Article I of the constitution proclaims the majority of powers vested to the legislative branch. It is known that the power of the purse is granted to Congress, however Pollock v Farmers’ Loan and Trust Co. (1895) questions the extent to which this power holds. As is known, the Constitutional text is vague and can be interpreted in different ways. Some Justices prefer to refer to the text as literal as possible, others prefer to consider the intent of those who fathered the constitution rather than the precise language. The power of taxation by congress has been a controversial matter; this is especially true prior to the ratification of the 16th Amendment (1913), which broadened Congress’s ability to impose an income tax. Preceding the 16th Amendment, the only mention of the authority of Congress to collect money through taxation would be found in Article I of the Constitution. Within it the framers intended to set guidelines and distinctions between direct and indirect taxes, as well as how Congress shall impose taxes while refraining from the exploitation of the people. Section 9 of Article I identifies the rule of apportionment, stated that when a direct tax is imposed it must be apportioned[1] according to the population of the States. Section 8 of Article I discusses the rule of uniformity, where a tax must remain consistent across the geographical borders of the United States. Finally, the 4th clause of Section 9 within Article I discusses direct taxation stating that “No Capitation, or other direct, Tax shall be laid, unless in Proportion to the Census or enumeration herein before directed to be taken”. This leads us to the main issue in this case.

Charles Pollock was a Massachusetts resident who decided to sue Farmers’ Loan and Trust Company, of which he was a shareholder. The New York based company decided to comply with the Wilson- Gorman Tariff Act of 1894 that enacted a progressive- esque tax (a form of taxation where  taxing authority charges more taxes as the income of the taxpayer increases, thus people who earn more money have to pay), stating that any person whose “gains profit and incomes” are in excess of $4000 shall be subjected to a 2% taxation rate. According to this act, Pollock had a fiduciary obligation to pay the 2%. Pollock sued under the claim that this tax is unconstitutional, claiming that it is a direct tax since it cannot be considered an excise tax, thus it must meet the apportionment requirement. The tax imposed under the Tariff act of 1894 clearly contradicts to apportionment requirement; it is impossible to have both a progressive tax and an apportioned tax, hence its unconstitutionality.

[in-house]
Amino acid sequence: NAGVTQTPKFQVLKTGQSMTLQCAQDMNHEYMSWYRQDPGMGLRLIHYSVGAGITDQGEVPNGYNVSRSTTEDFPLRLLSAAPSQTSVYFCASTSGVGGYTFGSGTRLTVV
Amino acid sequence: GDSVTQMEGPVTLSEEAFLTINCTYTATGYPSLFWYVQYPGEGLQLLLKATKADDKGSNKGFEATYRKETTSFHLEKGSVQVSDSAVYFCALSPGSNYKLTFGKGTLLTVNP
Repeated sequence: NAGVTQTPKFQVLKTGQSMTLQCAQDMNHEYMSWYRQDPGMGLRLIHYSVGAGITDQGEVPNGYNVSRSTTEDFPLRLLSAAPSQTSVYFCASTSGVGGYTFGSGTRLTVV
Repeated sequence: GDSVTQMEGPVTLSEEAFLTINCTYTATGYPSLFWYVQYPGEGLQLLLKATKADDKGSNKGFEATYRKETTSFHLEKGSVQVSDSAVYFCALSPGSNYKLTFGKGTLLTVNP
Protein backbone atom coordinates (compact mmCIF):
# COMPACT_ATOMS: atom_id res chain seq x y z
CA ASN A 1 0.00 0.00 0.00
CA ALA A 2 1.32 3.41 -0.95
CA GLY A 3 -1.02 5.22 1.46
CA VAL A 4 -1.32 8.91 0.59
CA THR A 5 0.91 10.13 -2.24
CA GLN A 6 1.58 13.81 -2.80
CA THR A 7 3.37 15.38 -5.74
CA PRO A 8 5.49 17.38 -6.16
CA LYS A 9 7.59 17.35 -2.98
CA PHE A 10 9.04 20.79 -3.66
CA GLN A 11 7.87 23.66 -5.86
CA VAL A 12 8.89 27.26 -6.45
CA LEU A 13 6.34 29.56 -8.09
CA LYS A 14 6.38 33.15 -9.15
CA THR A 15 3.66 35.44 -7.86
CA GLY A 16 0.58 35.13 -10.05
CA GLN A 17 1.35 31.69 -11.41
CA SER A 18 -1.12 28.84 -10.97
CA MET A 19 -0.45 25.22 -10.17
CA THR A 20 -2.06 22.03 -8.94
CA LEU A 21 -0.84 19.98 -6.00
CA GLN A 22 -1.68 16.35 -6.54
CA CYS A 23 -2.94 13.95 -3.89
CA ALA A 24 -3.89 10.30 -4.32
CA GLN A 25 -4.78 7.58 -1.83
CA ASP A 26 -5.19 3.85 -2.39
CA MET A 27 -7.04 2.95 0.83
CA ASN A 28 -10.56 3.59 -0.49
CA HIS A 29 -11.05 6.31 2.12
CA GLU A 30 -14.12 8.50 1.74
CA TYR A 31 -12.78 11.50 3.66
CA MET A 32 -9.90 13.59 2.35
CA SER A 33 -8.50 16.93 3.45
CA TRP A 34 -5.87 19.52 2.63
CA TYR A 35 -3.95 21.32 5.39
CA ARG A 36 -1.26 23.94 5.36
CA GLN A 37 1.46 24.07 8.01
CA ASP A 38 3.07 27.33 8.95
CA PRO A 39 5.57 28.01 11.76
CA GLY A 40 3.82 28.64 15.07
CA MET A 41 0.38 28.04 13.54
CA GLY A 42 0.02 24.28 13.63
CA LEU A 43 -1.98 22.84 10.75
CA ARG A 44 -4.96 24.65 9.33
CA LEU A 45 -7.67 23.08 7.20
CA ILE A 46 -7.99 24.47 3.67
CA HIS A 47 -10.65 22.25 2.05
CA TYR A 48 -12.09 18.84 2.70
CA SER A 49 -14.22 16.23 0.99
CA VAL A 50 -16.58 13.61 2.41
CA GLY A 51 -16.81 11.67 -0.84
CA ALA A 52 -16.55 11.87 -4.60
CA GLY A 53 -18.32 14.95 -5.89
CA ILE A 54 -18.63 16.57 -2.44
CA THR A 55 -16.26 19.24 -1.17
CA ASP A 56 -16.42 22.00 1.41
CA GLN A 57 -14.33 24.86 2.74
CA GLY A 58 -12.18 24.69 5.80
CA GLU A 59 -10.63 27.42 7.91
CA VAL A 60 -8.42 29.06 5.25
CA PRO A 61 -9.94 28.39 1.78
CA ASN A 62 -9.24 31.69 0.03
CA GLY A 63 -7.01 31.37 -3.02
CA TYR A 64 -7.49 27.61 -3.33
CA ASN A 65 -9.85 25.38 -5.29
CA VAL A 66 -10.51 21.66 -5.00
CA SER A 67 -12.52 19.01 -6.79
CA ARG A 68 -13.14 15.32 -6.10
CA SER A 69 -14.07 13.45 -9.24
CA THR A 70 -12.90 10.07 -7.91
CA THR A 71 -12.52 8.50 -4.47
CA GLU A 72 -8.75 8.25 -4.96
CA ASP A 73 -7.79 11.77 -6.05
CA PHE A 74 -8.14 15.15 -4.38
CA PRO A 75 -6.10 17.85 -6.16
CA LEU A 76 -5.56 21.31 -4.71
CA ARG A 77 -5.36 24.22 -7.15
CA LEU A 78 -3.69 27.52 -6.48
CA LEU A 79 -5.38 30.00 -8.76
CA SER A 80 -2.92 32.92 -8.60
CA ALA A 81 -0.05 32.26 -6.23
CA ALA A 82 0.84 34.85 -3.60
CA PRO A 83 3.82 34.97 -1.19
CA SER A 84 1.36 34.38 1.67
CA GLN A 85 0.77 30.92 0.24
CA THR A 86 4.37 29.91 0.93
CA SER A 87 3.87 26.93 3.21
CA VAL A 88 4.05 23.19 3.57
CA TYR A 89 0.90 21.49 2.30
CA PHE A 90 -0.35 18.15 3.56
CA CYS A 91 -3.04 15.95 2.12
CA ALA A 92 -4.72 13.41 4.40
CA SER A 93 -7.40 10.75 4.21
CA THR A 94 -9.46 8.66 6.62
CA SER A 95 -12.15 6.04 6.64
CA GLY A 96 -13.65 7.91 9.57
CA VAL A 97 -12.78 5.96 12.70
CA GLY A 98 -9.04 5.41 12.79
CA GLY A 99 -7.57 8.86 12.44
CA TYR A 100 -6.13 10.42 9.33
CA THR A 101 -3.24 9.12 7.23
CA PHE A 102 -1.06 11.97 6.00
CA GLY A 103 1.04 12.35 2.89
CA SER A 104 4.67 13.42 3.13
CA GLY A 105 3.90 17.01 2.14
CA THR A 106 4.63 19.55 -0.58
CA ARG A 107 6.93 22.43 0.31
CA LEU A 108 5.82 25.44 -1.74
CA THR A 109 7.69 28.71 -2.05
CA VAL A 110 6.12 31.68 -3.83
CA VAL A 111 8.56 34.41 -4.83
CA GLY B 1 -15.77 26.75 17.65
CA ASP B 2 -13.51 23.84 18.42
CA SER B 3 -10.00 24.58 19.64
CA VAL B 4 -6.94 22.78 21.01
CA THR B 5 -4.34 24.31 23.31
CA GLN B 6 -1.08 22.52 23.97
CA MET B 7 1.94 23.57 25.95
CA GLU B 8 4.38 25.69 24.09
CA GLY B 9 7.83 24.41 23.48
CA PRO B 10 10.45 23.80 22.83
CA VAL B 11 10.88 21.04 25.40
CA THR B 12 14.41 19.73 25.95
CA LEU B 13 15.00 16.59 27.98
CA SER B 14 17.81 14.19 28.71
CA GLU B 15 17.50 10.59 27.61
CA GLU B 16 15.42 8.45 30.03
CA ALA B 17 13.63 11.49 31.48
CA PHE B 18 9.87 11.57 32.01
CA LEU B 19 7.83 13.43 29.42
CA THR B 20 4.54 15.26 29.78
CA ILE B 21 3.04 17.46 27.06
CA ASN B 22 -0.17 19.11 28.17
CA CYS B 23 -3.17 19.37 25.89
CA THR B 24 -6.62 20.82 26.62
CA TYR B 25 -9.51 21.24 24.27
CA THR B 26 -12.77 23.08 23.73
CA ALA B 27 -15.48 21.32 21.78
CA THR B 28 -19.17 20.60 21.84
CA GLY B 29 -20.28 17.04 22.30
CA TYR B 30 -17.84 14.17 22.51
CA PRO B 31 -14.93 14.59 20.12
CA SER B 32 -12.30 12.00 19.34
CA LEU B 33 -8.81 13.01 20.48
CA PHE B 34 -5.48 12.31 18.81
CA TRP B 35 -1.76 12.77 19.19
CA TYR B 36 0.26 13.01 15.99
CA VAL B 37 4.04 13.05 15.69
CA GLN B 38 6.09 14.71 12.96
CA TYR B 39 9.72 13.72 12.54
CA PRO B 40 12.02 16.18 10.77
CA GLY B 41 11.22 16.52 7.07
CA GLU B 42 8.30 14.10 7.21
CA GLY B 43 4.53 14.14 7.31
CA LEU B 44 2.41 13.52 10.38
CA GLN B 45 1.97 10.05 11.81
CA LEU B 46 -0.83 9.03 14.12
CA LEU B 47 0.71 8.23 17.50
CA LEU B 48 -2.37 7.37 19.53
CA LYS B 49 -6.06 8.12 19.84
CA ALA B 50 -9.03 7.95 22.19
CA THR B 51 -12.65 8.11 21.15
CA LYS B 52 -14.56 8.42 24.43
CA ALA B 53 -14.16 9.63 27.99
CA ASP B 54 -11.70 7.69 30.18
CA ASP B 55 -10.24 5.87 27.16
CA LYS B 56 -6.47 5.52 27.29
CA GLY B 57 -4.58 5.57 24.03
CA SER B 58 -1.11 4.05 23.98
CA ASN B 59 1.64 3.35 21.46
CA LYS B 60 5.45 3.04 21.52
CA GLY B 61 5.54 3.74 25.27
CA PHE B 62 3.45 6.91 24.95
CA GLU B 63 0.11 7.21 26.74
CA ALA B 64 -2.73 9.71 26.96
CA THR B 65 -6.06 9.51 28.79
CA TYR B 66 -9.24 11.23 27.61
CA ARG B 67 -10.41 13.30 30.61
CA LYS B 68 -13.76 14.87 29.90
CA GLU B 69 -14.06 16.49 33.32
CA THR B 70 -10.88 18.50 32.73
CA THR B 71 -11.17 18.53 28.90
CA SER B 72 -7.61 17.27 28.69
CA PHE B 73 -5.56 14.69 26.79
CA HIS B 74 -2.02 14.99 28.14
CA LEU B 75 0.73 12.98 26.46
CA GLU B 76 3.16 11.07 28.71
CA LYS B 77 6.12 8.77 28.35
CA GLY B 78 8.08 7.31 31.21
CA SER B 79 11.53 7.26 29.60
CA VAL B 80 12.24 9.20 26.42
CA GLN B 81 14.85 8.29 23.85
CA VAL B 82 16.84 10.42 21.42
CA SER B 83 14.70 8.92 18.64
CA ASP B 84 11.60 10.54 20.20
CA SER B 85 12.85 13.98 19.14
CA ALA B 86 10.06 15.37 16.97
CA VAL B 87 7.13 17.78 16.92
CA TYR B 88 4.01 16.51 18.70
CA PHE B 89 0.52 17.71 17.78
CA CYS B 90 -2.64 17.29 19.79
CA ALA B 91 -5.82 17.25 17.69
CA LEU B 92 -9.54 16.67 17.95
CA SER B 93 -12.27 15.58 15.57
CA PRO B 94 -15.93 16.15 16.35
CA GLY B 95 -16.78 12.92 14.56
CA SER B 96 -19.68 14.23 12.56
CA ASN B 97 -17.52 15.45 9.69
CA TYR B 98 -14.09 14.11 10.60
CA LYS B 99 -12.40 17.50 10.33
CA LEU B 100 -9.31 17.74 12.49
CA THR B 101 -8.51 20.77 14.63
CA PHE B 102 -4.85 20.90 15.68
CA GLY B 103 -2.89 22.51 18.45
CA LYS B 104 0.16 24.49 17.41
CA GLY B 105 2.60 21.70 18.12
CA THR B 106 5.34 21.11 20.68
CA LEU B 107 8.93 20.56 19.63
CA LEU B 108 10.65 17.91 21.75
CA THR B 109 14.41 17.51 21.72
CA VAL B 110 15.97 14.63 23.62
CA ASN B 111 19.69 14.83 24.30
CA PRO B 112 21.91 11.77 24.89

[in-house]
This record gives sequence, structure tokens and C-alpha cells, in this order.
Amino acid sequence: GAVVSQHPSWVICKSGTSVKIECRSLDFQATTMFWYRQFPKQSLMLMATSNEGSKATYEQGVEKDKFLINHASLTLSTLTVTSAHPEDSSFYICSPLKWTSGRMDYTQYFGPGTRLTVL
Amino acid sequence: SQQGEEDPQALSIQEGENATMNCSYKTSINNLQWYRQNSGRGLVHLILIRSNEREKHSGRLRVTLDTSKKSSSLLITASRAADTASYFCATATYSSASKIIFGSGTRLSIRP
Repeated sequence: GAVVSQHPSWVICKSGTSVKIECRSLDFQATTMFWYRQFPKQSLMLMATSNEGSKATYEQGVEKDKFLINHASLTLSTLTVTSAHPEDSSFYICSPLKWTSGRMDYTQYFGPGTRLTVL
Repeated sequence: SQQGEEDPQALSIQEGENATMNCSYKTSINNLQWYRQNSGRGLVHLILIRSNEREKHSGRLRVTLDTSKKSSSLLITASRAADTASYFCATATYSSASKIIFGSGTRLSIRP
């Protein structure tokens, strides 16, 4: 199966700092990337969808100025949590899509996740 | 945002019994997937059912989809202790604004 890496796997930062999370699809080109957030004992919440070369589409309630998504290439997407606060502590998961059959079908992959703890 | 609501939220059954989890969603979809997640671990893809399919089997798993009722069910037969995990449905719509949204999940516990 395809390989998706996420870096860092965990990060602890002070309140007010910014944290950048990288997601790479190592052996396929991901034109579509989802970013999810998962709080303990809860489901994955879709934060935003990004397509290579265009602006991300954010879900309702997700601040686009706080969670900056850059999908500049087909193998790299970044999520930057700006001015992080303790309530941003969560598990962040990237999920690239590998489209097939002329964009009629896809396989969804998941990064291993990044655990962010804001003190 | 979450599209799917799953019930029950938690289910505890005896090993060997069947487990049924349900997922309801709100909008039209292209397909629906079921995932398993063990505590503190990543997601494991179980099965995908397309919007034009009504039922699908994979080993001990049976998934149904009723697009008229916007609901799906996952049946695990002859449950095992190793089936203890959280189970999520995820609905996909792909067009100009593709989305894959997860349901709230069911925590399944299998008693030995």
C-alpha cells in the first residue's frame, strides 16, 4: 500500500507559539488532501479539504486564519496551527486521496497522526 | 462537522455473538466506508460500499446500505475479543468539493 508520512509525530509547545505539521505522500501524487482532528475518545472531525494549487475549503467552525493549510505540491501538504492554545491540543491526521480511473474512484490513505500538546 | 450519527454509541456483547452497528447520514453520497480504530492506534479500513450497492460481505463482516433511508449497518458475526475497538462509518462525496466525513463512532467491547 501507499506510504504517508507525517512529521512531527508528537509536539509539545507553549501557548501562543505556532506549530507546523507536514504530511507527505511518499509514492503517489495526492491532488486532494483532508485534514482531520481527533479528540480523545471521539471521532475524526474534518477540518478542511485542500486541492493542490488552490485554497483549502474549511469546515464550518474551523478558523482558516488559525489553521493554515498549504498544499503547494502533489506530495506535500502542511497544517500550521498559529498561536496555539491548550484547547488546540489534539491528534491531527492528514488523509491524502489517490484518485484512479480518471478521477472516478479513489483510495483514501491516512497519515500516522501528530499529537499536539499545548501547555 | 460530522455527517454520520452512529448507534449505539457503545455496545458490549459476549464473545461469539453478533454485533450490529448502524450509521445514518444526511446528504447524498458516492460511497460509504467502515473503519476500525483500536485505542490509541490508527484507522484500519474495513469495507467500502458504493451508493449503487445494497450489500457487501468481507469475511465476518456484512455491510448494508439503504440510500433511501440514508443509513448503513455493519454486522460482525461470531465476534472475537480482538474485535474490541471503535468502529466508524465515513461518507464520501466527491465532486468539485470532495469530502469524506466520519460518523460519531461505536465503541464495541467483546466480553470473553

The controversial issue in Pollock v Farmers’ Loan and Trust Co. is whether an income tax should be considered a direct or indirect tax. Hylton v United States (1796) had established that a direct tax has to be apportioned with proportion to the size of the population (i.e. the state then decides how each person will contribute to the amount owed) as well as a tax on land. The judges, in a very close vote of 5-4 lead by Chief Justice Fuller ruled in favor of Pollock, stating since income tax cannot be categorized as an excise tax, is indeed a direct  tax and must meet the apportionment requirement. Thus nulling the Tariff Act of 1894.

“The Definition of a Progressive Tax” The Economic Times. Accessed December 2, 2015. http://economictimes.indiatimes.com/definition/Progressive-Tax  

Procedural History

Pollock lost the case in the lower courts. The Supreme Court reversed the decision made by the Circuit Court of the United States For the Southern District of New York, only after a second time reviewing it. This case had to be reviewed again after 4-4 tied vote by the justices, since Justice Jackson was away due to an illness (Jackson ended up passing away three months after the case was decided). As a result, Justice Jackson had to travel back to Washington DC to assist with the decision of the Court, where he ended up voting against the appellant. As it turns out, Justice Fields had a change of heart and voted in favor of the appellant the second time around resulting in a 5-4 decision granting Pollock a win in the case.